About Septic Systems

The idea of moving to the countryside is appealing to a lot of people. Peace and quiet, beautiful scenery, the opportunity to be closer to nature. Everyone has that romantic dream of moving to the desert and playing cowboy or cowgirl. However, moving from a city or the suburbs does come with a pretty steep learning curve. Things that you never had to consider before suddenly become tasks that require some attention.

For instance, most city dwellers probably never give much thought to what happens when you flush a toilet, but when you move to the country the carefree conveniences of managed sewer systems disappear. Handling waste water safely and effectively is a priority when living in the country and septic systems are an important part of protecting New Mexico’s groundwater.

In the US 1 in 5 households operate onsite waste treatment facilities better known as septic systems. In New Mexico, more than 220,000 houses rely on septic systems, most of which are found in rural locations. How do you know if a home you’re interested in buying has a septic system? If it is in the country it probably operates a septic system, but you could also ask the realtor, ask the neighbors or be on the lookout for a hatch or manhole cover on the property.

What is a Septic System

Septic systems are essential in making sure groundwater is not contaminated, a threat that has serious consequences for wildlife and human populations in the area. A septic system is comprised of a tank and a drain field. Septic tanks are watertight chambers constructed from concrete, fiberglass or polyethylene that is buried underground. It collects and holds all of a home’s liquid waste. This includes water from kitchen sinks, bathtubs and toilets.

Once in the septic tank, the liquid separates. The solid mater falls to the bottom, any oil and grease floats to the top and water collects in the middle. As the water separates from the rest of the contaminants it is slowly released out of the tank into the drain field.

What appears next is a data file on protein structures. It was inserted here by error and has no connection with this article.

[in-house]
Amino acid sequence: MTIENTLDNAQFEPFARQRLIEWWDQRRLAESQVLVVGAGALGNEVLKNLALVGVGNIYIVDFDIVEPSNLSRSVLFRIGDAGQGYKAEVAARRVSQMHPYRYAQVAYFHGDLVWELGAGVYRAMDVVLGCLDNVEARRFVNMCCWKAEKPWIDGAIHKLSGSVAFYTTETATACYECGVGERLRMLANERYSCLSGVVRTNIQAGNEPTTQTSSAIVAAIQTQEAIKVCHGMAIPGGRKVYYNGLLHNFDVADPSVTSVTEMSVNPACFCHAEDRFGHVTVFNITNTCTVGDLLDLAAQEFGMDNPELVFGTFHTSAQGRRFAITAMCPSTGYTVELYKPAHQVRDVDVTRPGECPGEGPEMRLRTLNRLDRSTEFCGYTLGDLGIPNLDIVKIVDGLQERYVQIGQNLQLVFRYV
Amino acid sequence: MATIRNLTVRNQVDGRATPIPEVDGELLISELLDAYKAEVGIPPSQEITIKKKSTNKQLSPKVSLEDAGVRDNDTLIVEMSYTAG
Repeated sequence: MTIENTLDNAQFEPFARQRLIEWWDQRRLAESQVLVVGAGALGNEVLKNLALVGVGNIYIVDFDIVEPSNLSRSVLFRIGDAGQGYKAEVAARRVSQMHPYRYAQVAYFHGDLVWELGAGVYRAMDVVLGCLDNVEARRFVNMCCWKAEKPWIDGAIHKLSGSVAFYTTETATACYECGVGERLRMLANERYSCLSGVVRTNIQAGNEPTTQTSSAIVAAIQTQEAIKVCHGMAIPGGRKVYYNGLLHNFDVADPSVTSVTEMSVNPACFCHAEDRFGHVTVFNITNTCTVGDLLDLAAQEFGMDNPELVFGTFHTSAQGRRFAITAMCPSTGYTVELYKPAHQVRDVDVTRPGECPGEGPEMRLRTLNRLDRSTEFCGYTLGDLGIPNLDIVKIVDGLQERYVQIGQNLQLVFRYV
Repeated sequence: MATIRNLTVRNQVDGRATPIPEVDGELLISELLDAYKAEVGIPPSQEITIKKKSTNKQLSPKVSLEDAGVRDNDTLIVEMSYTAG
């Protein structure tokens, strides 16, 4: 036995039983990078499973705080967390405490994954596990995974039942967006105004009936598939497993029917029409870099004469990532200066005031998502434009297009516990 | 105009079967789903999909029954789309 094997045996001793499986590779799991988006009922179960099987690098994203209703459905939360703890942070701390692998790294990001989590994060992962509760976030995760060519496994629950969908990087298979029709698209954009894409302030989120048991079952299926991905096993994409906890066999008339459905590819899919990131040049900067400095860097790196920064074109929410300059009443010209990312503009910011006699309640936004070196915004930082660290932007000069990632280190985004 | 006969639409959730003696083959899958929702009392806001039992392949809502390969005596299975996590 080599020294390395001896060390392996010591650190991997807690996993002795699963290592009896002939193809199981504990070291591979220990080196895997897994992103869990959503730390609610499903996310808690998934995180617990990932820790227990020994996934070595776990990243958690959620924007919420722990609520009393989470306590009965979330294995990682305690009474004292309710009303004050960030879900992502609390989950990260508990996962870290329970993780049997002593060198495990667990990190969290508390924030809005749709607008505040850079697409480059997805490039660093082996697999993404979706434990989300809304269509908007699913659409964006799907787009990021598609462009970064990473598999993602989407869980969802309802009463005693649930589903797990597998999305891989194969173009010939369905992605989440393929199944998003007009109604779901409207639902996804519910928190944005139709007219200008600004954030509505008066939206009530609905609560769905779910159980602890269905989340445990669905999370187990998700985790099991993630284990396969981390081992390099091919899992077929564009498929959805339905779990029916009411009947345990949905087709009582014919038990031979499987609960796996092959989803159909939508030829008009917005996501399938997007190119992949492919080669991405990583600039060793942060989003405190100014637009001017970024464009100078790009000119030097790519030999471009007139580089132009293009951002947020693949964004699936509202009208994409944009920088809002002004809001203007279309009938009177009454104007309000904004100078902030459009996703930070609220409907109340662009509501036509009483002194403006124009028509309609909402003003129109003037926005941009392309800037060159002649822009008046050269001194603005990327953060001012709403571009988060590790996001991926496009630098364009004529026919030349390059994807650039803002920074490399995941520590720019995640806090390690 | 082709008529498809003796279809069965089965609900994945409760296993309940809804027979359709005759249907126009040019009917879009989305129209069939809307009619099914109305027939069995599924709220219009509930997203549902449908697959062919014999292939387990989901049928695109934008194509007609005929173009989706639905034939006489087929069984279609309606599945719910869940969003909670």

A drain field consists of perforated pipes buried in a specific medium, often fine sand, that will filter the water further as it is released from the pipes. The water travels down through the filtering material until it is safe to return to the groundwater.

In New Mexico, septic systems are regulated by the New Mexico Environment Department or NMED. This government body is responsible for inspecting, regulating and issuing permits and licenses regarding septic systems.

Buying a Home With a Septic System

Buying a home with a septic system already installed and functioning is fairly straightforward. You should speak with the sellers or their agent to find out if the system has had any issues in the past and to ensure it has been properly maintained. Ask about the location of the septic tank and visually inspect the area. Things to look for that might indicate there is a problem with the septic system include:

  • Wet or spongy soil,
  • An obvious odor,
  • Pooling water,
  • Liquid waste backing up into the house.

How to Maintain a Septic System

Septic system maintenance is less work than you might suspect. It comes down to being familiar with your system’s setup, knowing when it was last pumped and hiring a licensed service professional when you need to have it emptied next.